- Angiopoietin 1 receptor
- Angiopoietin-1 receptor
Tyrosine-protein kinase that acts as cell-surface receptor for ANGPT1, ANGPT2 and ANGPT4 and regulates angiogenesis, endothelial cell survival, proliferation, migration, adhesion and cell spreading, reorganization of the actin cytoskeleton, but also maintenance of vascular quiescence. Has anti-inflammatory effects by preventing the leakage of proinflammatory plasma proteins and leukocytes from blood vessels. Required for normal angiogenesis and heart development during embryogenesis. Required for post-natal hematopoiesis. After birth, activates or inhibits angiogenesis, depending on the context. Inhibits angiogenesis and promotes vascular stability in quiescent vessels, where endothelial cells have tight contacts. In quiescent vessels, ANGPT1 oligomers recruit TEK to cell-cell contacts, forming complexes with TEK molecules from adjoining cells, and this leads to preferential activation of phosphatidylinositol 3-kinase and the AKT1 signaling cascades. In migrating endothelial cells that lack cell-cell adhesions, ANGT1 recruits TEK to contacts with the extracellular matrix, leading to the formation of focal adhesion complexes, activation of PTK2/FAK and of the downstream kinases MAPK1/ERK2 and MAPK3/ERK1, and ultimately to the stimulation of sprouting angiogenesis. ANGPT1 signaling triggers receptor dimerization and autophosphorylation at specific tyrosine residues that then serve as binding sites for scaffold proteins and effectors. Signaling is modulated by ANGPT2 that has lower affinity for TEK, can promote TEK autophosphorylation in the absence of ANGPT1, but inhibits ANGPT1-mediated signaling by competing for the same binding site. Signaling is also modulated by formation of heterodimers with TIE1, and by proteolytic processing that gives rise to a soluble TEK extracellular domain. The soluble extracellular domain modulates signaling by functioning as decoy receptor for angiopoietins. TEK phosphorylates DOK2, GRB7, GRB14, PIK3R1; SHC1 and TIE1.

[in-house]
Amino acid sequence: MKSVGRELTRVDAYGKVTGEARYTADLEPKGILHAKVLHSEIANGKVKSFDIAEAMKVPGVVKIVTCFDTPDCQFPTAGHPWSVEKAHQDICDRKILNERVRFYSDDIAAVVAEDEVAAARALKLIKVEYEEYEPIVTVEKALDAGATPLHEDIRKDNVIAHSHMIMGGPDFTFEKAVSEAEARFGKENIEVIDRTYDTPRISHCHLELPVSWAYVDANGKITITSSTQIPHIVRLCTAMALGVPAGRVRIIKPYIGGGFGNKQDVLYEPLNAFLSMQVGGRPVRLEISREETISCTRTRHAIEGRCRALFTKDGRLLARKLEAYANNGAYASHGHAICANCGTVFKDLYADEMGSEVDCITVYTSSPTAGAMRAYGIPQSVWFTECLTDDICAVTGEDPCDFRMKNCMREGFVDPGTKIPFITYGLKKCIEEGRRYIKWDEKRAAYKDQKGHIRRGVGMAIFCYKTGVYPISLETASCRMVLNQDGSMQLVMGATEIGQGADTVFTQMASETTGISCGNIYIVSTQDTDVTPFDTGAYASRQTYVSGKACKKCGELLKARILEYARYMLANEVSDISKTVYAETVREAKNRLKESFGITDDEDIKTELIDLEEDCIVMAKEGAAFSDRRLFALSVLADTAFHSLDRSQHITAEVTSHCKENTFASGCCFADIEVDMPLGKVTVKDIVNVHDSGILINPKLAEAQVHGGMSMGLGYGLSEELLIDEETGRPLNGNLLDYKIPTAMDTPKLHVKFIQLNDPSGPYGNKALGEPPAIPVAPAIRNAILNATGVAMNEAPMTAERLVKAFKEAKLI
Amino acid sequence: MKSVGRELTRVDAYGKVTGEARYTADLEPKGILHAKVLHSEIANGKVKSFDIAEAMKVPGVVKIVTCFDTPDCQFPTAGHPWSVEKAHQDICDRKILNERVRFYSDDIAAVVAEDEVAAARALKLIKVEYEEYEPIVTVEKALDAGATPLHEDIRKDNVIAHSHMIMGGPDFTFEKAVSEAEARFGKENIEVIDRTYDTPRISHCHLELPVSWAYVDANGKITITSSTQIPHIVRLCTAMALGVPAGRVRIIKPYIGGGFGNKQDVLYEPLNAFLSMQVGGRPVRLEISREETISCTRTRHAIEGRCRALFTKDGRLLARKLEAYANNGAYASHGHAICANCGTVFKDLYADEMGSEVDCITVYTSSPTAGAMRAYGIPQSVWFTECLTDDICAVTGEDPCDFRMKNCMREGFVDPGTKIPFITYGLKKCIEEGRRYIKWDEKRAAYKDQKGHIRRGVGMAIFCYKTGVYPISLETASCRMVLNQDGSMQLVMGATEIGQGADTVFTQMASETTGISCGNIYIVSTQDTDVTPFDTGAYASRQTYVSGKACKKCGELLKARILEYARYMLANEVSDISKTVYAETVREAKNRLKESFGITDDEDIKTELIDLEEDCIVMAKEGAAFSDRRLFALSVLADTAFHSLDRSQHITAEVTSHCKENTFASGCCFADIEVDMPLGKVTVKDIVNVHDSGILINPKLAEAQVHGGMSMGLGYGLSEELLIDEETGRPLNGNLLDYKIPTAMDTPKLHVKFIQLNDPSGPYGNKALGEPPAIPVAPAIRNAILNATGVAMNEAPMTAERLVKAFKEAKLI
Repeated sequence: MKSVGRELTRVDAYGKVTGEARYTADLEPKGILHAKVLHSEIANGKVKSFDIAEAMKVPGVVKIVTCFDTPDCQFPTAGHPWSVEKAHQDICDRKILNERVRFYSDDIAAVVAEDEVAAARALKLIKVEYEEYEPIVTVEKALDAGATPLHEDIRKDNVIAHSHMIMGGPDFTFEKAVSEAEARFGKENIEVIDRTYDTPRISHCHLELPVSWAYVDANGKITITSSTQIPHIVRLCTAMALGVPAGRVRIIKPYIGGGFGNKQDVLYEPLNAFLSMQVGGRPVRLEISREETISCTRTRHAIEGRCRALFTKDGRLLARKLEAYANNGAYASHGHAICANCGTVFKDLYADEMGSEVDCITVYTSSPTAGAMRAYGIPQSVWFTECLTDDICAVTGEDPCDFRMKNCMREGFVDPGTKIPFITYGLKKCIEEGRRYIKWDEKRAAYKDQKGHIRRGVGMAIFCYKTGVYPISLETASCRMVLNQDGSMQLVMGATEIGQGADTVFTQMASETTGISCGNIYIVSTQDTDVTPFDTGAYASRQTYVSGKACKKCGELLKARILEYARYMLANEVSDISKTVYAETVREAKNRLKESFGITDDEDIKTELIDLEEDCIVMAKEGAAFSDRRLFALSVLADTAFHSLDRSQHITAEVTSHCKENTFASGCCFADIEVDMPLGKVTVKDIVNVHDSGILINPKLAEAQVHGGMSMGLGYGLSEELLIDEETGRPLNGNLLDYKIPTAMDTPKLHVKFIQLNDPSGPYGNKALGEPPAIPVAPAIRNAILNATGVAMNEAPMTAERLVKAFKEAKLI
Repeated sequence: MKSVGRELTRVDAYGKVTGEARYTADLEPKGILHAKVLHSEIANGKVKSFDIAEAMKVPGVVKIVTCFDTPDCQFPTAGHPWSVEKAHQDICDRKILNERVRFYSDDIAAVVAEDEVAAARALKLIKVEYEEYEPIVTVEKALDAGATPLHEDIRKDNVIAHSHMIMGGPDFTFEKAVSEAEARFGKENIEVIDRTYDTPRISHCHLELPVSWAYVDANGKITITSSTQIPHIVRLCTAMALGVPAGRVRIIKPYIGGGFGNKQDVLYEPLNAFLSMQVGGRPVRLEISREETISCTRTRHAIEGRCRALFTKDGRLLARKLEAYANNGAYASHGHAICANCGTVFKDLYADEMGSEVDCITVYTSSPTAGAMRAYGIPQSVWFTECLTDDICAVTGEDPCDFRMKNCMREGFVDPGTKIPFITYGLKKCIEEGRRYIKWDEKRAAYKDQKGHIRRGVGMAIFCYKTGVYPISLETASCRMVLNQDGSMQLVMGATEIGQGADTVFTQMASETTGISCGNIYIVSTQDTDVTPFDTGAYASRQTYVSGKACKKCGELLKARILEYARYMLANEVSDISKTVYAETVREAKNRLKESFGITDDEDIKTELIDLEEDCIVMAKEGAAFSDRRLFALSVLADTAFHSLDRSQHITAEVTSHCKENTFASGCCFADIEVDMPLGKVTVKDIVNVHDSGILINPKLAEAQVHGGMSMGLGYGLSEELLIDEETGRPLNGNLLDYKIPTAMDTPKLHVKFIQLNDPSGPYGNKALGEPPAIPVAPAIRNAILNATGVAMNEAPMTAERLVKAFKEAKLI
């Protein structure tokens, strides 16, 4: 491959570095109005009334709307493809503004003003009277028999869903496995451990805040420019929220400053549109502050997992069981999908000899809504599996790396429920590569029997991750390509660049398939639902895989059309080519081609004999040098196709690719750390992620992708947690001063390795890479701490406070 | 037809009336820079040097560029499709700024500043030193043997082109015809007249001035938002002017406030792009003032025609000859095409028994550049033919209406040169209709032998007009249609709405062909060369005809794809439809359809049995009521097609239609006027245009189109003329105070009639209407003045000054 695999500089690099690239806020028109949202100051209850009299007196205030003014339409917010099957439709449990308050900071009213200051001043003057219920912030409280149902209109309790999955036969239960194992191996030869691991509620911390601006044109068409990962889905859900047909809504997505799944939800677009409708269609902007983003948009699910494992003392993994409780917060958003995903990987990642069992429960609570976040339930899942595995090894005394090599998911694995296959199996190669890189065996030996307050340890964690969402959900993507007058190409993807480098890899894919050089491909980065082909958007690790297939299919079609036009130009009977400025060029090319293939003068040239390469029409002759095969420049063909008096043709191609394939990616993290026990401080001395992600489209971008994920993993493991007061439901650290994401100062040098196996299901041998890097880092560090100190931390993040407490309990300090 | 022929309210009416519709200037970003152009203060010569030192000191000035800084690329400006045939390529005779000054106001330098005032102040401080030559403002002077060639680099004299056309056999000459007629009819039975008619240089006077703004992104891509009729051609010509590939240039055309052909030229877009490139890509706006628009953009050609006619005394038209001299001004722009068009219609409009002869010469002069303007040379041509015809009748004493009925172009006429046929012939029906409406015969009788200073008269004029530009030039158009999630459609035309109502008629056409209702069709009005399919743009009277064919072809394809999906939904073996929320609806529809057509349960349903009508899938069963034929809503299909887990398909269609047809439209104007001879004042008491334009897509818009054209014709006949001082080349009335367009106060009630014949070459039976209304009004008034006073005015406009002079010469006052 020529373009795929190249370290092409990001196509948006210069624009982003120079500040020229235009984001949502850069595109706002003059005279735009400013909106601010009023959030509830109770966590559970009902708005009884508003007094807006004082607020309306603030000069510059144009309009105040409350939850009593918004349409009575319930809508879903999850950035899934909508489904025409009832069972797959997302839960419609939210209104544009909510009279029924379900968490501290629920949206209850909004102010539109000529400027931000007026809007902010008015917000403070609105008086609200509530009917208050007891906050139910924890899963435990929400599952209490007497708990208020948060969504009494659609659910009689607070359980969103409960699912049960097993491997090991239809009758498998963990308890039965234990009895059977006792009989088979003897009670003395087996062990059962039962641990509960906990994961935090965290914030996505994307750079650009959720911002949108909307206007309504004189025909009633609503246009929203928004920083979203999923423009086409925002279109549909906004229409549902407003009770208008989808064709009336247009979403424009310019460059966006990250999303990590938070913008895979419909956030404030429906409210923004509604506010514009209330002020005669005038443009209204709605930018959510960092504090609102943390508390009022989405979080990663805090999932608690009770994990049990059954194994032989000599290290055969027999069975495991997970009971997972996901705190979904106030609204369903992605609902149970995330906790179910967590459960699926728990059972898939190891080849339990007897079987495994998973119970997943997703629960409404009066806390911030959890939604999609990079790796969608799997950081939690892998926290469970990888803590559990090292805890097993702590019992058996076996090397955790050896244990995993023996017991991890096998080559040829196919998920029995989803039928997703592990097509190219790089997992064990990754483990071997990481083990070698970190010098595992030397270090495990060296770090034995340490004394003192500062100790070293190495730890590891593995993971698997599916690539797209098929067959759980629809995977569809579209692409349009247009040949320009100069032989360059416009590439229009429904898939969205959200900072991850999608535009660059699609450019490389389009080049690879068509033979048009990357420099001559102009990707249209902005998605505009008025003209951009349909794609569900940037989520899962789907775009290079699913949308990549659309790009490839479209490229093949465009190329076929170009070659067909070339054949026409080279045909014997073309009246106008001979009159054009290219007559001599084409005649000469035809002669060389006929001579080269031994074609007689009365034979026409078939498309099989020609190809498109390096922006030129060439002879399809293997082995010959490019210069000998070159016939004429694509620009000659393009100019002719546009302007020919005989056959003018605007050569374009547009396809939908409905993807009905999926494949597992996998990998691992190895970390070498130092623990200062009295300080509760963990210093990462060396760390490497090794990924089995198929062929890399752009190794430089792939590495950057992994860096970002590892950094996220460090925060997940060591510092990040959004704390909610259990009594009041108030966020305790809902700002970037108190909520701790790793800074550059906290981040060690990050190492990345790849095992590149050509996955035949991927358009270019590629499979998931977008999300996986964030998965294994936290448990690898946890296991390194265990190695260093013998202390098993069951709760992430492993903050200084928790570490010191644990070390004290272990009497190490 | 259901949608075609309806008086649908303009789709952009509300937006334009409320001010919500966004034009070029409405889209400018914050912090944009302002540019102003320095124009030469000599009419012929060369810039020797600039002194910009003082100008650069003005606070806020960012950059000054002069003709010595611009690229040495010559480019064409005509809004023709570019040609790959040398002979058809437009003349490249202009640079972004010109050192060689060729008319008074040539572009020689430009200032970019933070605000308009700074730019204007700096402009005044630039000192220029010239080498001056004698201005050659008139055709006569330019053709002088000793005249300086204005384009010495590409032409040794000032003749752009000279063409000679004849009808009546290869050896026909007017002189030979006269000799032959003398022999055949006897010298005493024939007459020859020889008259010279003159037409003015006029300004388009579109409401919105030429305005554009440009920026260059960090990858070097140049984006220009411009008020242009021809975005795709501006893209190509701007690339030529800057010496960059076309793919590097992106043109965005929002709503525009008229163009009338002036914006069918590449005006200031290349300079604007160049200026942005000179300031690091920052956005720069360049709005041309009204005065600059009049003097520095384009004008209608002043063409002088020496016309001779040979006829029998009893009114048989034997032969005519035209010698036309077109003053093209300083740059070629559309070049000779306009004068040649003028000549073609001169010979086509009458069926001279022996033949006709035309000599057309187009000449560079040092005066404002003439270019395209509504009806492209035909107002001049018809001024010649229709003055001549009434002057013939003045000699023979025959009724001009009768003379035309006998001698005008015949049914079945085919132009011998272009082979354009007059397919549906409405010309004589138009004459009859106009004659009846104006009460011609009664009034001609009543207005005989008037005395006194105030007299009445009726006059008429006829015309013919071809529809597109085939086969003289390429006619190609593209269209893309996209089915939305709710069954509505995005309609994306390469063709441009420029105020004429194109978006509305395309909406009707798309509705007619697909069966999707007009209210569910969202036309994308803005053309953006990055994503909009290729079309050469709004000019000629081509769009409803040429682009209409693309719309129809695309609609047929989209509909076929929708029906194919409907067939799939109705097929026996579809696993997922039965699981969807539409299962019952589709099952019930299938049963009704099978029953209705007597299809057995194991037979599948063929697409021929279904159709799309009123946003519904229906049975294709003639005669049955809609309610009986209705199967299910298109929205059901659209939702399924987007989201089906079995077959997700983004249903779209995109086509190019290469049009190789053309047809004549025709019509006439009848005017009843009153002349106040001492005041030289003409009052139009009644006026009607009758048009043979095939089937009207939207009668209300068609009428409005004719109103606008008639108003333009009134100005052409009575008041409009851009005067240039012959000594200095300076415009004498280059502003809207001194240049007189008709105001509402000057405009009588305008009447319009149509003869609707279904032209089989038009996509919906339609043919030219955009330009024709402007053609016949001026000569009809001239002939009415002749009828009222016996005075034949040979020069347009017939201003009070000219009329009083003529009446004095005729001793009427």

Detected in umbilical vein endothelial cells. Proteolytic processing gives rise to a soluble extracellular domain that is detected in blood plasma (at protein level). Predominantly expressed in endothelial cells and their progenitors, the angioblasts. Has been directly found in placenta and lung, with a lower level in umbilical vein endothelial cells, brain and kidney.
Dominantly inherited venous malformations
May play a role in a range of diseases with a vascular component, including neovascularization of tumors, psoriasis and inflammation.
Belongs to the protein kinase superfamily. Tyr protein kinase family. Tie subfamily.
Contains 3 EGF-like domains.
Contains 3 fibronectin type-III domains.
Contains 2 Ig-like C2-type (immunoglobulin-like) domains.
Contains 1 protein kinase domain.
The soluble extracellular domain is functionally active in angiopoietin binding and can modulate the activity of the membrane-bound form by competing for angiopoietins.
Proteolytic processing leads to the shedding of the extracellular domain (soluble TIE-2 alias sTIE-2).
Autophosphorylated on tyrosine residues in response to ligand binding. Autophosphorylation occurs in trans, i.e. one subunit of the dimeric receptor phosphorylates tyrosine residues on the other subunit. Autophosphorylation occurs in a sequential manner, where Tyr-992 in the kinase activation loop is phosphorylated first, followed by autophosphorylation at Tyr-1108 and at additional tyrosine residues. ANGPT1-induced phosphorylation is impaired during hypoxia, due to increased expression of ANGPT2. Phosphorylation is important for interaction with GRB14, PIK3R1 and PTPN11. Phosphorylation at Tyr-1102 is important for interaction with SHC1, GRB2 and GRB7. Phosphorylation at Tyr-1108 is important for interaction with DOK2 and for coupling to downstream signal transduction pathways in endothelial cells. Dephosphorylated by PTPRB.
Ubiquitinated. The phosphorylated receptor is ubiquitinated and internalized, leading to its degradation.
Cell membrane. Cell junction. Cell junction, focal adhesion. Cytoplasm, cytoskeleton. Secreted. Recruited to cell-cell contacts in quiescent endothelial cells. Colocalizes with the actin cytoskeleton and at actin stress fibers during cell spreading. Recruited to the lower surface of migrating cells, especially the rear end of the cell. Proteolytic processing gives rise to a soluble extracellular domain that is secreted.
Information by UniProt